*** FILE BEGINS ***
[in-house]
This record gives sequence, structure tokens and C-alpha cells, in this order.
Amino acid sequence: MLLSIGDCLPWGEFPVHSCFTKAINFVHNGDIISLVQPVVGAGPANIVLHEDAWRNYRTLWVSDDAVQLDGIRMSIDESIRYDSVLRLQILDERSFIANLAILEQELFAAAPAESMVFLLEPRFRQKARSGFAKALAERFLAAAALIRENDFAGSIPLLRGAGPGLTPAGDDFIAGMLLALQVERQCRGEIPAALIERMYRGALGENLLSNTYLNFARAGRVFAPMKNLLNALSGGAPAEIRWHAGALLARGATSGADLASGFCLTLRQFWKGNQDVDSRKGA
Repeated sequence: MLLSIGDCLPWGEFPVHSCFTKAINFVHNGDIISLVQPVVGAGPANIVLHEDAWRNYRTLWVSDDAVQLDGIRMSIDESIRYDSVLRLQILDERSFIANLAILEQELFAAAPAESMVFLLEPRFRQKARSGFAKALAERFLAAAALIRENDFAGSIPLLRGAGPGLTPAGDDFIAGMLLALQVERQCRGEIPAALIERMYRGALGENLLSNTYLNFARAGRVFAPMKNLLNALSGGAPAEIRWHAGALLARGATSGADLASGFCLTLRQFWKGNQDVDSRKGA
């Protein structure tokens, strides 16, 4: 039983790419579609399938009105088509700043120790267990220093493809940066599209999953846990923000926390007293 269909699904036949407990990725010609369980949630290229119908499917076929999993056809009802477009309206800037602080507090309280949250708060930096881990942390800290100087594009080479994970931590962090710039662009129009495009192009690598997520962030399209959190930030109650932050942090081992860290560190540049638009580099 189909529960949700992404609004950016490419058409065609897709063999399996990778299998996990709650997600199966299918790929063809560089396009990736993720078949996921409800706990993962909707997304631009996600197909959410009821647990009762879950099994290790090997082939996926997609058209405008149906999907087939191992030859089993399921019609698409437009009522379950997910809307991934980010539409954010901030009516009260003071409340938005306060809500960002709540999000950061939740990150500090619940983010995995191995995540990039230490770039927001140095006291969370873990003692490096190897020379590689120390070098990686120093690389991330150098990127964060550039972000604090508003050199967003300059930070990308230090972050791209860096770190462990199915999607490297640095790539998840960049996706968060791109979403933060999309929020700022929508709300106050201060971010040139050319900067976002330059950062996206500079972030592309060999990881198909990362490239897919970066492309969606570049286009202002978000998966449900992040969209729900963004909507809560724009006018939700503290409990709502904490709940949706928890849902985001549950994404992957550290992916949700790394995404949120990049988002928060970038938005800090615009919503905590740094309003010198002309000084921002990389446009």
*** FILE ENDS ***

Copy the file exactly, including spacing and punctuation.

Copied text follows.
[in-house]
This record gives sequence, structure tokens and C-alpha cells, in this order.
Amino acid sequence: MLLSIGDCLPWGEFPVHSCFTKAINFVHNGDIISLVQPVVGAGPANIVLHEDAWRNYRTLWVSDDAVQLDGIRMSIDESIRYDSVLRLQILDERSFIANLAILEQELFAAAPAESMVFLLEPRFRQKARSGFAKALAERFLAAAALIRENDFAGSIPLLRGAGPGLTPAGDDFIAGMLLALQVERQCRGEIPAALIERMYRGALGENLLSNTYLNFARAGRVFAPMKNLLNALSGGAPAEIRWHAGALLARGATSGADLASGFCLTLRQFWKGNQDVDSRKGA
Repeated sequence: MLLSIGDCLPWGEFPVHSCFTKAINFVHNGDIISLVQPVVGAGPANIVLHEDAWRNYRTLWVSDDAVQLDGIRMSIDESIRYDSVLRLQILDERSFIANLAILEQELFAAAPAESMVFLLEPRFRQKARSGFAKALAERFLAAAALIRENDFAGSIPLLRGAGPGLTPAGDDFIAGMLLALQVERQCRGEIPAALIERMYRGALGENLLSNTYLNFARAGRVFAPMKNLLNALSGGAPAEIRWHAGALLARGATSGADLASGFCLTLRQFWKGNQDVDSRKGA
């Protein structure tokens, strides 16, 4: 039983790419579609399938009105088509700043120790267990220093493809940066599209999953846990923000926390007293 269909699904036949407990990725010609369980949630290229119908499917076929999993056809009802477009309206800037602080507090309280949250708060930096881990942390800290100087594009080479994970931590962090710039662009129009495009192009690598997520962030399209959190930030109650932050942090081992860290560190540049638009580099 189909529960949700992404609004950016490419058409065609897709063999399996990778299998996990709650997600199966299918790929063809560089396009990736993720078949996921409800706990993962909707997304631009996600197909959410009821647990009762879950099994290790090997082939996926997609058209405008149906999907087939191992030859089993399921019609698409437009009522379950997910809307991934980010539409954010901030009516009260003071409340938005306060809500960002709540999000950061939740990150500090619940983010995995191995995540990039230490770039927001140095006291969370873990003692490096190897020379590689120390070098990686120093690389991330150098990127964060550039972000604090508003050199967003300059930070990308230090972050791209860096770190462990199915999607490297640095790539998840960049996706968060791109979403933060999309929020700022929508709300106050201060971010040139050319900067976002330059950062996206500079972030592309060999990881198909990362490239897919970066492309969606570049286009202002978000998966449900992040969209729900963004909507809560724009006018939700503290409990709502904490709940949706928890849902985001549950994404992957550290992916949700790394995404949120990049988002928060970038938005800090615009919503905590740094309003010198002309000084921002990389446009």